Several miles east of the village of Innerwick, near Dunbar in East
Lothian, perched on top of a sandstone outcrop, overhanging the
Thorton ravine stands the vaulted basements of Innerwick castle. The
present ruin dates from the 1400's and 1500's and was a keep with an
outer courtyard wall, with a gradual infill of additional buildings
as time went on. The original castle site though dates back to the
mid 1300's when it was built for the Stewarts. In 1398,the castle
passed to the Hamiltons, ancestors of the Earls of Haddington.
In 1403 Innerwick was besieged by the English knight 'Hotspur'
Percy and Archibald 4th Earl of Douglas, a Scot held by the Percies
since the defeat of the Scots army at the battle of Homildon Hill,
near Wooler, in 1402. However the siege of Innerwick and it's near
neighbour Cocklaws tower, a Gladstone house, proved to be a mock
affair and a smoke screen, for when the Duke of Albany arrived with
a large Scots army to save Innerwick and Cocklaws, Percy and Douglas
had headed south-west to contact Douglas vassals and march on Wales.
Percy, Douglas and his men were now in league with Owen of Glendower
in open revolt against King Henry IV of England (1399-1413). But at
the battle of Shrewsbury 'Hotspur' was killed, Douglas retaken
captive and the rebels defeated.
In 1547 Innerwick was
attacked by the English during the wars of the 'Rough Wooing'. This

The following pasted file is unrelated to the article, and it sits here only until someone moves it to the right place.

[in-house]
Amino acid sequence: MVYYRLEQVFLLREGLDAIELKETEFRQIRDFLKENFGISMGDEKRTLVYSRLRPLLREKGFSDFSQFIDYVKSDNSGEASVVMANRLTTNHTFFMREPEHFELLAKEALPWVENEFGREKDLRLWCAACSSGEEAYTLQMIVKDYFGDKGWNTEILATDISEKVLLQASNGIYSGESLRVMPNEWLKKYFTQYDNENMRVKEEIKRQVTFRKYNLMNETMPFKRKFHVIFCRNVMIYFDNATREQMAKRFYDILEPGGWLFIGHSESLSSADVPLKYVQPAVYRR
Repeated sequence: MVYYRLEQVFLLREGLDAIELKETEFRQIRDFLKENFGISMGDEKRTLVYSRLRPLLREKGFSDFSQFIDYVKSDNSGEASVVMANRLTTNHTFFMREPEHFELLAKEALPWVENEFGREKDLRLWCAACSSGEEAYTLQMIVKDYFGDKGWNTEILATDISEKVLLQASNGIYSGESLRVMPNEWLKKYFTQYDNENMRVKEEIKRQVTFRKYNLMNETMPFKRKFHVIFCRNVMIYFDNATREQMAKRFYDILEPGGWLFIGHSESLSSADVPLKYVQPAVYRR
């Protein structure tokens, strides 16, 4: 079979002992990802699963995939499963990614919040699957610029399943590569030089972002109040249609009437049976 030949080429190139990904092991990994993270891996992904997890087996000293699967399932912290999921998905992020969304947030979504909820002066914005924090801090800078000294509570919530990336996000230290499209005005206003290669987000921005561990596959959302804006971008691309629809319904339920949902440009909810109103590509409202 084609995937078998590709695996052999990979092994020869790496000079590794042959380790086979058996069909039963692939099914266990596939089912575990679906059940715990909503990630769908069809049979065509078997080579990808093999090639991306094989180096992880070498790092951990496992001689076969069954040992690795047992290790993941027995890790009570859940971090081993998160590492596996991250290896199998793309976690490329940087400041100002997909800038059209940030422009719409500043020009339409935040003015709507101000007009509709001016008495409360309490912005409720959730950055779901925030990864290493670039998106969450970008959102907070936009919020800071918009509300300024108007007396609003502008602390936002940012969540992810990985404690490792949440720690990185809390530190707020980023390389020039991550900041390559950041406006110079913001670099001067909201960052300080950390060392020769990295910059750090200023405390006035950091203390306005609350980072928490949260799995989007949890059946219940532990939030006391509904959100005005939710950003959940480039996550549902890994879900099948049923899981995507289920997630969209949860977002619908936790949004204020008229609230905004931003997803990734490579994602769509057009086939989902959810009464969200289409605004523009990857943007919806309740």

was where the English insisted by force that the child Mary Queen of
Scots (1542-1587) be married to the English Prince Edward.
One English force attacked Thornton castle, a Home stronghold,
directly across the ravine from Innerwick. While a separate English
unit of hakbutters (an early type of rife) besieged Innerwick
itself. The Master of Hamilton and eight other gentlemen barricaded
the doors and defended from the battlements. Part of the castle was
set ablaze and the hakbutters entered by storm, killing eight of the
defenders on the spot; the ninth jumped from the castle battlements
much to the disbelief of onlookers falling some 60 to 70ft. into the
ravine and river below. The English commander conducting the siege
of Innerwick was so impressed by this feat of daring that he called
for the man's life to be spared. However, as he made his way
upstream he was shot dead by the other English force attacking
Thorton castle. Following this Thornton was demolished and Innerwick
The castle of Innerwick can't have been
completely destroyed as it was being used by Scots horsemen, in
1650,as a base to attack Cromwell's supply lines, in conjunction
with the raids made by the 'desperado gallants' of
near North Berwick and the 'moss troopers' of
Dirleton castle. It
appears though that Innerwick was 'quitted' by the Scots as only
Tantallon and Dirleton are recorded as being bombarded and stormed
in letters of the time.
The occupation of the Lothians by
Cromwell, and his systematic destruction of castles therein, proved
that the days of the mighty stone castle was over. Modern cannon
could fell any monument great or small. For this reason from the
1650's onwards castles were no longer repaired or rebuilt as the
expense made it a futile exercise. Innerwick like so many other
castles fell the fate of being viewed as the local quarry.
Contributed by Andrew Spratt
See: Dunbars Vs Douglas
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